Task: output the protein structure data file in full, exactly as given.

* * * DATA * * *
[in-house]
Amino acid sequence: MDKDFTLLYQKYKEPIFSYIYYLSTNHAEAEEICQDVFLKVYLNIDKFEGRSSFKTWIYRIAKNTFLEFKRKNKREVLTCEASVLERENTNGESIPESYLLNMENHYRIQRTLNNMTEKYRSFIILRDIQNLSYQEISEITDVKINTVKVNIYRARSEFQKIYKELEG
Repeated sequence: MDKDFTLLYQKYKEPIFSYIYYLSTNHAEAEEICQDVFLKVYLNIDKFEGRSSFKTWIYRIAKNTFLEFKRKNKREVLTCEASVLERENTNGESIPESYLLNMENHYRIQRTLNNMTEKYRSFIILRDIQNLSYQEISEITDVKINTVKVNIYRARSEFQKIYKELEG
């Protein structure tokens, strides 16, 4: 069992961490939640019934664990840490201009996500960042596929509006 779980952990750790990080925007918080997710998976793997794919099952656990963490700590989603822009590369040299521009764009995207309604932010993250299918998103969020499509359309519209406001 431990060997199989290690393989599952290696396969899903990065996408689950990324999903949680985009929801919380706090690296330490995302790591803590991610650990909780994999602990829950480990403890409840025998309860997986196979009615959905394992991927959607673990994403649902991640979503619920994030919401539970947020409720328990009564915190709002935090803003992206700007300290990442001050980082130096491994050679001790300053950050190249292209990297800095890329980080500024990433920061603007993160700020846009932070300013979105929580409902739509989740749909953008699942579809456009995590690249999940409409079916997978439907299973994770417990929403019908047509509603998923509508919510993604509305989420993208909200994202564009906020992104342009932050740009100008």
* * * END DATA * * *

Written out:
[in-house]
Amino acid sequence: MDKDFTLLYQKYKEPIFSYIYYLSTNHAEAEEICQDVFLKVYLNIDKFEGRSSFKTWIYRIAKNTFLEFKRKNKREVLTCEASVLERENTNGESIPESYLLNMENHYRIQRTLNNMTEKYRSFIILRDIQNLSYQEISEITDVKINTVKVNIYRARSEFQKIYKELEG
Repeated sequence: MDKDFTLLYQKYKEPIFSYIYYLSTNHAEAEEICQDVFLKVYLNIDKFEGRSSFKTWIYRIAKNTFLEFKRKNKREVLTCEASVLERENTNGESIPESYLLNMENHYRIQRTLNNMTEKYRSFIILRDIQNLSYQEISEITDVKINTVKVNIYRARSEFQKIYKELEG
């Protein structure tokens, strides 16, 4: 069992961490939640019934664990840490201009996500960042596929509006 779980952990750790990080925007918080997710998976793997794919099952656990963490700590989603822009590369040299521009764009995207309604932010993250299918998103969020499509359309519209406001 431990060997199989290690393989599952290696396969899903990065996408689950990324999903949680985009929801919380706090690296330490995302790591803590991610650990909780994999602990829950480990403890409840025998309860997986196979009615959905394992991927959607673990994403649902991640979503619920994030919401539970947020409720328990009564915190709002935090803003992206700007300290990442001050980082130096491994050679001790300053950050190249292209990297800095890329980080500024990433920061603007993160700020846009932070300013979105929580409902739509989740749909953008699942579809456009995590690249999940409409079916997978439907299973994770417990929403019908047509509603998923509508919510993604509305989420993208909200994202564009906020992104342009932050740009100008």